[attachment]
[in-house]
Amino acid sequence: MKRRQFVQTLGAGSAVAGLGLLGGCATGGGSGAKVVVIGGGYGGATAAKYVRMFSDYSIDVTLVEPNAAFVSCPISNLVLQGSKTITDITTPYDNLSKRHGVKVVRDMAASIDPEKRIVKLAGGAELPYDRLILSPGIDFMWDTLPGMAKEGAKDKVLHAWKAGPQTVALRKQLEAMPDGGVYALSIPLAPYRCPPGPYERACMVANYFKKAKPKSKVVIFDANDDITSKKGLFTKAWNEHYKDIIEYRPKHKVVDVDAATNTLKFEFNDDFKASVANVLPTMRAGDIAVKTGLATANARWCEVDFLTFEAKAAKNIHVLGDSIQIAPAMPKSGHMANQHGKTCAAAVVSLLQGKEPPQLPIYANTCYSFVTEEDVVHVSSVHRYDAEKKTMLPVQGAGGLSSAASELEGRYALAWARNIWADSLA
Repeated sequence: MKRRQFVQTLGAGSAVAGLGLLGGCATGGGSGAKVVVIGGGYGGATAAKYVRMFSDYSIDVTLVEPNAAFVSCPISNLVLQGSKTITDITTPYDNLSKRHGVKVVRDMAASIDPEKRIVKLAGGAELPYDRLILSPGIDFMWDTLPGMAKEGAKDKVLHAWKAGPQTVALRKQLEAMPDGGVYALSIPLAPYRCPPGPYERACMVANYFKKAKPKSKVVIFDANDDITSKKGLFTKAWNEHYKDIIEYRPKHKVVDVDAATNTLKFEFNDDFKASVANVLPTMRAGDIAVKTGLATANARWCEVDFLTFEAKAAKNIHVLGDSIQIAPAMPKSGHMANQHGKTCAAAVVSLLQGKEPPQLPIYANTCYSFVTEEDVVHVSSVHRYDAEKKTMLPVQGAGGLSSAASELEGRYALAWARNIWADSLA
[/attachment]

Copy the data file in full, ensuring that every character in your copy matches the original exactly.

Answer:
[in-house]
Amino acid sequence: MKRRQFVQTLGAGSAVAGLGLLGGCATGGGSGAKVVVIGGGYGGATAAKYVRMFSDYSIDVTLVEPNAAFVSCPISNLVLQGSKTITDITTPYDNLSKRHGVKVVRDMAASIDPEKRIVKLAGGAELPYDRLILSPGIDFMWDTLPGMAKEGAKDKVLHAWKAGPQTVALRKQLEAMPDGGVYALSIPLAPYRCPPGPYERACMVANYFKKAKPKSKVVIFDANDDITSKKGLFTKAWNEHYKDIIEYRPKHKVVDVDAATNTLKFEFNDDFKASVANVLPTMRAGDIAVKTGLATANARWCEVDFLTFEAKAAKNIHVLGDSIQIAPAMPKSGHMANQHGKTCAAAVVSLLQGKEPPQLPIYANTCYSFVTEEDVVHVSSVHRYDAEKKTMLPVQGAGGLSSAASELEGRYALAWARNIWADSLA
Repeated sequence: MKRRQFVQTLGAGSAVAGLGLLGGCATGGGSGAKVVVIGGGYGGATAAKYVRMFSDYSIDVTLVEPNAAFVSCPISNLVLQGSKTITDITTPYDNLSKRHGVKVVRDMAASIDPEKRIVKLAGGAELPYDRLILSPGIDFMWDTLPGMAKEGAKDKVLHAWKAGPQTVALRKQLEAMPDGGVYALSIPLAPYRCPPGPYERACMVANYFKKAKPKSKVVIFDANDDITSKKGLFTKAWNEHYKDIIEYRPKHKVVDVDAATNTLKFEFNDDFKASVANVLPTMRAGDIAVKTGLATANARWCEVDFLTFEAKAAKNIHVLGDSIQIAPAMPKSGHMANQHGKTCAAAVVSLLQGKEPPQLPIYANTCYSFVTEEDVVHVSSVHRYDAEKKTMLPVQGAGGLSSAASELEGRYALAWARNIWADSLA